Absentees on the Rise
More than half of Sonoma County's voters have requested absentee ballots and thousands of these ballots have already been cast. By Monday, about 22,000 completed ballots had reached the county Registrar of Voters and thousands more are pouring in each day, says elections specialist Debbie Justice. About 127,000 of the county's 242,000 voters have requested absentee ballots, she says. In Napa, about a third of the county's voters had requested absentee ballots while in Marin the figure is over 40 percent. Most of these absentee voters are "permanent" absentees, having requested to vote in all elections without going to the polls. Until 2000, only disabled people could vote as permanent absentees, but state law changed and allowed anyone to become a permanent absentee. Sonoma County now has 108,000 permanent absentee voters, says assistant registrar of voters Janice Atkinson. "The first couple of elections after the law changed, we had a 40,000-voter increase in permanent absentees each time," she says. "It almost killed us." Napa registrar of voters John Tuteur says his county now has 16,000 permanent absentees, about 26 percent of the electorate. Marin's tally is 62,000 permanent absentees of its 146,000 voters. In parts of the country, absentee voting has been driven partly by electronic voting. Some people don't trust paperless voting and request absentee ballots. But Atkinson emphasized that Sonoma County has no plans to institute electronic voting except to help disabled people vote without assistance.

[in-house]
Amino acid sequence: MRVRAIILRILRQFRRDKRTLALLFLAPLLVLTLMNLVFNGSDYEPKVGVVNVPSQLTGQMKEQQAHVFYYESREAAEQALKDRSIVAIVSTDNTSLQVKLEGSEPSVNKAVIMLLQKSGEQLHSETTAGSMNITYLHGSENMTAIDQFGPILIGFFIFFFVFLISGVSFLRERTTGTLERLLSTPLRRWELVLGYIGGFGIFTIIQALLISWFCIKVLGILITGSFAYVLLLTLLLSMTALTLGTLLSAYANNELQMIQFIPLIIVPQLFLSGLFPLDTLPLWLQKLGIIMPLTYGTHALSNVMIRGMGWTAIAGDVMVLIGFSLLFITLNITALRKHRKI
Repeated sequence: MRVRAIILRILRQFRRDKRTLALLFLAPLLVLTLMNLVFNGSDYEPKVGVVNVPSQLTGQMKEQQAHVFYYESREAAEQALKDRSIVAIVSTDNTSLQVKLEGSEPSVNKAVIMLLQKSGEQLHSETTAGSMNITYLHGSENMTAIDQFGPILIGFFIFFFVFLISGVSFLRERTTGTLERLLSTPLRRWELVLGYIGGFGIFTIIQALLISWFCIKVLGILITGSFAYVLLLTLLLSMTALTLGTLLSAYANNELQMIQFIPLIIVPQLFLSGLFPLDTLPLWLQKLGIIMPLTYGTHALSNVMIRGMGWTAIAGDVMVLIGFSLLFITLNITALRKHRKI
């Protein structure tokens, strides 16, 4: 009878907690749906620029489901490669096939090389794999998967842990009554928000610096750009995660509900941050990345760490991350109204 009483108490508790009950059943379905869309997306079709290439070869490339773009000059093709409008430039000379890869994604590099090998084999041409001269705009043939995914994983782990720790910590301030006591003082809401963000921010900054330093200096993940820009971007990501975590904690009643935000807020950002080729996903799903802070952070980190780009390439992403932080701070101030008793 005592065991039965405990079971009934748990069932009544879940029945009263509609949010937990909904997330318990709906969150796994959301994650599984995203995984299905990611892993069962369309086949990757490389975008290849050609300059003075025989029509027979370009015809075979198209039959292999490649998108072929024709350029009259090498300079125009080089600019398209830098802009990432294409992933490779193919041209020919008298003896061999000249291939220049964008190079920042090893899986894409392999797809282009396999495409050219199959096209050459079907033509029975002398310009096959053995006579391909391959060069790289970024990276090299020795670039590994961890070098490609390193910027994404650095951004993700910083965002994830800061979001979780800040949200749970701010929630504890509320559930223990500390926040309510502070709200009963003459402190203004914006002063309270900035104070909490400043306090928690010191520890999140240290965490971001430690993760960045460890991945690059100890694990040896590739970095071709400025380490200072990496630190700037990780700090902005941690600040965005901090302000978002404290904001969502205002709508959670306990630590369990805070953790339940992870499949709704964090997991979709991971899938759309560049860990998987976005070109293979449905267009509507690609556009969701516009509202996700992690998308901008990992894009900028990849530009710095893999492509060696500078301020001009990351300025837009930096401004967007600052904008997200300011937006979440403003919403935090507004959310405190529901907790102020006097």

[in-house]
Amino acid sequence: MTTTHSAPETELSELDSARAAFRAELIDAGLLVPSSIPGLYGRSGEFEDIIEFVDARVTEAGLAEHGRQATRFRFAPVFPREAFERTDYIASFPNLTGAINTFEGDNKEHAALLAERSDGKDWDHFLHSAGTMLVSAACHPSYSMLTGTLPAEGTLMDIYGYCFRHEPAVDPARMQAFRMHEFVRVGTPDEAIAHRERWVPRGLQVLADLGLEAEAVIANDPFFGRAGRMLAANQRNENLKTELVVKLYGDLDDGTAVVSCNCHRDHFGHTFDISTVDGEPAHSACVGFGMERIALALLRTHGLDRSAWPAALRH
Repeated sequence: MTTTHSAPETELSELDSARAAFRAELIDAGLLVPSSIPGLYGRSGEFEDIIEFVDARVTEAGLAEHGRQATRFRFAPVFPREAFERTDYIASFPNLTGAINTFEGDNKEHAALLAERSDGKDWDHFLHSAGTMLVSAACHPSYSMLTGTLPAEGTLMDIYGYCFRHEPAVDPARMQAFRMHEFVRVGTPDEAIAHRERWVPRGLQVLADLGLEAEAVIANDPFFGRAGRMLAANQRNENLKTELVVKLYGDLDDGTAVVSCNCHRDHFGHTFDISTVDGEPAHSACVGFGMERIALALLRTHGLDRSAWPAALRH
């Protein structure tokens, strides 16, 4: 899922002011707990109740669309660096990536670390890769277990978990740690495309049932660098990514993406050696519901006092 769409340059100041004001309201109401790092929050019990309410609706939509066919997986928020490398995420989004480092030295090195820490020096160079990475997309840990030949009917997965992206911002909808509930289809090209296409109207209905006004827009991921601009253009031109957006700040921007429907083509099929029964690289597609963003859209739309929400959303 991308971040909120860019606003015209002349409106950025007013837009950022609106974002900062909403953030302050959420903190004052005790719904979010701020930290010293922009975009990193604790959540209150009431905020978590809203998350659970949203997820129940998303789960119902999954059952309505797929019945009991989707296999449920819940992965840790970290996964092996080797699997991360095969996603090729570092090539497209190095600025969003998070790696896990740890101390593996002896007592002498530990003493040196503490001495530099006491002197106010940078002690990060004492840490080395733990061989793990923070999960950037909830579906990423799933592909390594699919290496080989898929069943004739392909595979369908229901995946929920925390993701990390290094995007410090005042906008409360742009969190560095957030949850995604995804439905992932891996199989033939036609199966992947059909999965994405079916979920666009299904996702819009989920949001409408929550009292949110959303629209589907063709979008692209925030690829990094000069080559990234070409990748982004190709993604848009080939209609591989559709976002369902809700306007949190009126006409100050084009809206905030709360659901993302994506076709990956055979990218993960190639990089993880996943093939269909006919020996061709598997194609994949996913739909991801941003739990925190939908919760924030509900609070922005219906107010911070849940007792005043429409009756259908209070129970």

What Noble Cause?
Cindy Sheehan, who became a household name this summer when she demanded that President Bush meet with her, appeared Sunday in Marin to call for withdrawal of U.S. troops from Iraq. Flanked by U.S. Reps. Lynn Woolsey of Petaluma, Barbara Lee of Oakland and Maxine Waters of Los Angeles, Sheehan called for nonviolent, civil disobedience to bring an end to the war. Sheehan, who has demanded that Bush explain what "noble cause" her son, Casey, died for, believes that protests won't end the war and advocates Martin Luther King–style nonviolent actions. Her appearance came as U.S. military deaths in Iraq are on the verge of hitting 2,000. Though significant, this number is a small fraction of deaths caused by the Iraq war. Veteran British war corresponded Robert Fisk says up to 5,000 civilians are being killed monthly in Iraq. The Pentagon doesn't keep track of civilian deaths, but a study published a year ago in the Lancet, a British medical journal, said 100,000 deaths may have occurred by last fall. Sunday's event was co-sponsored by the Peace and Justice Center of Sonoma County (www.peaceandjusticesonomaco.org). The Marin Peace and Justice Coalition is joining groups around the country to organize a vigil for the day after the grim milestone of 2,000 dead soldiers is reached. For more information, see www.mpjc.org.
--Briefs by Michael Shapiro
From the October 26-November 1, 2005 issue of the North Bay Bohemian.
© 2005 Metro Publishing Inc.